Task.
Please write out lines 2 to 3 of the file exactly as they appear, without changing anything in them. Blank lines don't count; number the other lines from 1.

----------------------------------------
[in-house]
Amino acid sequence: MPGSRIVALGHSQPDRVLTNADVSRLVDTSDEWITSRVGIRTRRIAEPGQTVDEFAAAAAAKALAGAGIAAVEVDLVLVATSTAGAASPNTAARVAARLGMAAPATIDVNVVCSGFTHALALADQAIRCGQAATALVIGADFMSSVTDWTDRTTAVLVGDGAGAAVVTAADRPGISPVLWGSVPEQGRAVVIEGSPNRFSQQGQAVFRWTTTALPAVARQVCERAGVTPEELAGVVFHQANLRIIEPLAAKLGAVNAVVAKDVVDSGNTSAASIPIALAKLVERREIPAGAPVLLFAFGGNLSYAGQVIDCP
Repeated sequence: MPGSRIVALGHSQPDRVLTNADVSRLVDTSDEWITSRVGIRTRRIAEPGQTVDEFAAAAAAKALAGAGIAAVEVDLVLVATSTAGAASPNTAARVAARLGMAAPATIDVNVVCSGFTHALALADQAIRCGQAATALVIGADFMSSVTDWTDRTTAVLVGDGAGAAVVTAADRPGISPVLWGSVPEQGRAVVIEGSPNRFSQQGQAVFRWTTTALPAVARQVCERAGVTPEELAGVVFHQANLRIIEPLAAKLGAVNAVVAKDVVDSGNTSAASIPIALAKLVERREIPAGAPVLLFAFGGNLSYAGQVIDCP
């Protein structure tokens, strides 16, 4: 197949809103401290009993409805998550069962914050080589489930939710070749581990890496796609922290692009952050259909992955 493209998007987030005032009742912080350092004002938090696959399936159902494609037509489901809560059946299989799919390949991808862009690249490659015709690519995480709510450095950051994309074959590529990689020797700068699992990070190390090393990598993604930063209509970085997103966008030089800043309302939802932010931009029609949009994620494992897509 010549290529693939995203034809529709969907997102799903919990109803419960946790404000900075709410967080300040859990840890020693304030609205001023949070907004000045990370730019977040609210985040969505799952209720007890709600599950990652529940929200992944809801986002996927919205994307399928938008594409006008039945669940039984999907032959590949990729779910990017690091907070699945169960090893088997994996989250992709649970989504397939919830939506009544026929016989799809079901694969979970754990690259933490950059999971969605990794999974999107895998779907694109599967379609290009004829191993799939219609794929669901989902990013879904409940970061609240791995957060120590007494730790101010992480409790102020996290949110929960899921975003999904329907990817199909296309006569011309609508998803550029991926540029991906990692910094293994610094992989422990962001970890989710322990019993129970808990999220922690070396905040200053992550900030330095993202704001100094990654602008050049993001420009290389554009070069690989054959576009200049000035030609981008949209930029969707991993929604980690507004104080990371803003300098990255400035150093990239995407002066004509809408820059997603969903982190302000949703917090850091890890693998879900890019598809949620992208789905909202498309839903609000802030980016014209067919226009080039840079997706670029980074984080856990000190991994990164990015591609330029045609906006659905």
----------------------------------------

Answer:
Amino acid sequence: MPGSRIVALGHSQPDRVLTNADVSRLVDTSDEWITSRVGIRTRRIAEPGQTVDEFAAAAAAKALAGAGIAAVEVDLVLVATSTAGAASPNTAARVAARLGMAAPATIDVNVVCSGFTHALALADQAIRCGQAATALVIGADFMSSVTDWTDRTTAVLVGDGAGAAVVTAADRPGISPVLWGSVPEQGRAVVIEGSPNRFSQQGQAVFRWTTTALPAVARQVCERAGVTPEELAGVVFHQANLRIIEPLAAKLGAVNAVVAKDVVDSGNTSAASIPIALAKLVERREIPAGAPVLLFAFGGNLSYAGQVIDCP
Repeated sequence: MPGSRIVALGHSQPDRVLTNADVSRLVDTSDEWITSRVGIRTRRIAEPGQTVDEFAAAAAAKALAGAGIAAVEVDLVLVATSTAGAASPNTAARVAARLGMAAPATIDVNVVCSGFTHALALADQAIRCGQAATALVIGADFMSSVTDWTDRTTAVLVGDGAGAAVVTAADRPGISPVLWGSVPEQGRAVVIEGSPNRFSQQGQAVFRWTTTALPAVARQVCERAGVTPEELAGVVFHQANLRIIEPLAAKLGAVNAVVAKDVVDSGNTSAASIPIALAKLVERREIPAGAPVLLFAFGGNLSYAGQVIDCP